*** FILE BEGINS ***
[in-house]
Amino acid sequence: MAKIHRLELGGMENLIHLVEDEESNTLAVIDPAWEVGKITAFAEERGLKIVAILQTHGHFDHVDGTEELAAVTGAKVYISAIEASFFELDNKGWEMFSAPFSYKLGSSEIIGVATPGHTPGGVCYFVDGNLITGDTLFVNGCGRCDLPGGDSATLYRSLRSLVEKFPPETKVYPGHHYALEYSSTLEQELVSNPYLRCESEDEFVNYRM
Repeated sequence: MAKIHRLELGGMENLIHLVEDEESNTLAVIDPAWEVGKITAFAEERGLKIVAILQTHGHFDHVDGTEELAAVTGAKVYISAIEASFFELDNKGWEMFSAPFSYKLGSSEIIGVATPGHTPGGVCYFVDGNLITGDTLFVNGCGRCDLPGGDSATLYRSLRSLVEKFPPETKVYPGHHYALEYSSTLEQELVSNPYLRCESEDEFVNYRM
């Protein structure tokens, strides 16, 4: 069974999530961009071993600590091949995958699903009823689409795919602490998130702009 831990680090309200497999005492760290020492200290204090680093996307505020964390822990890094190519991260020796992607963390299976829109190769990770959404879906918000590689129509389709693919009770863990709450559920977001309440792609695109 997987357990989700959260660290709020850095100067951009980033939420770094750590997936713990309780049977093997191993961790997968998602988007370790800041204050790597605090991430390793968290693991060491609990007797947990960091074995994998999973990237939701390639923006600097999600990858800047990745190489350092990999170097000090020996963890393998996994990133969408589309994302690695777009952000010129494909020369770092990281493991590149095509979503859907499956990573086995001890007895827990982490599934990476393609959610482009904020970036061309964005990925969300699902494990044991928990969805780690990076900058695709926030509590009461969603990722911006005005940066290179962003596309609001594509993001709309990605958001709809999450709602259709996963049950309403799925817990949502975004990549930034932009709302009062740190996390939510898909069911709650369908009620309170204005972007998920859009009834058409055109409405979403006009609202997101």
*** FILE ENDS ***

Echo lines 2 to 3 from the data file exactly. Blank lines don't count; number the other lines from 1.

Amino acid sequence: MAKIHRLELGGMENLIHLVEDEESNTLAVIDPAWEVGKITAFAEERGLKIVAILQTHGHFDHVDGTEELAAVTGAKVYISAIEASFFELDNKGWEMFSAPFSYKLGSSEIIGVATPGHTPGGVCYFVDGNLITGDTLFVNGCGRCDLPGGDSATLYRSLRSLVEKFPPETKVYPGHHYALEYSSTLEQELVSNPYLRCESEDEFVNYRM
Repeated sequence: MAKIHRLELGGMENLIHLVEDEESNTLAVIDPAWEVGKITAFAEERGLKIVAILQTHGHFDHVDGTEELAAVTGAKVYISAIEASFFELDNKGWEMFSAPFSYKLGSSEIIGVATPGHTPGGVCYFVDGNLITGDTLFVNGCGRCDLPGGDSATLYRSLRSLVEKFPPETKVYPGHHYALEYSSTLEQELVSNPYLRCESEDEFVNYRM